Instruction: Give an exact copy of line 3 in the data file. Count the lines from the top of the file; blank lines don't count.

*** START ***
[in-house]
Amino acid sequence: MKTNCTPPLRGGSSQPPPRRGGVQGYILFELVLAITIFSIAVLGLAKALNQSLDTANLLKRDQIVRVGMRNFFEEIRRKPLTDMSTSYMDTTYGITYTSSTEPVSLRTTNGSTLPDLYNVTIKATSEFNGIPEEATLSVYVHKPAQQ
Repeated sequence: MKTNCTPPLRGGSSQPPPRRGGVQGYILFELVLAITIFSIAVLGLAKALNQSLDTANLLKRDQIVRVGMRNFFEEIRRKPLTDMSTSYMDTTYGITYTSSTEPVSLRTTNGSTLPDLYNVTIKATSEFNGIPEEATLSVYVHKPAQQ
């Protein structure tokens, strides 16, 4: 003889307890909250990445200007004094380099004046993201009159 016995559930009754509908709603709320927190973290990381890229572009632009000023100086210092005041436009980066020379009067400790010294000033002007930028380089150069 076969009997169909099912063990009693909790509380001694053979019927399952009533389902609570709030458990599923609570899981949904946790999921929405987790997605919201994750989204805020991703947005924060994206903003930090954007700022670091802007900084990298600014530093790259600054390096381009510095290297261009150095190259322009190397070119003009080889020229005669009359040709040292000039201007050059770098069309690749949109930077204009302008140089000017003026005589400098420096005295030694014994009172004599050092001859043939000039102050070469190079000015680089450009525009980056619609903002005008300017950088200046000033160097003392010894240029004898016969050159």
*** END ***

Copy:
Repeated sequence: MKTNCTPPLRGGSSQPPPRRGGVQGYILFELVLAITIFSIAVLGLAKALNQSLDTANLLKRDQIVRVGMRNFFEEIRRKPLTDMSTSYMDTTYGITYTSSTEPVSLRTTNGSTLPDLYNVTIKATSEFNGIPEEATLSVYVHKPAQQ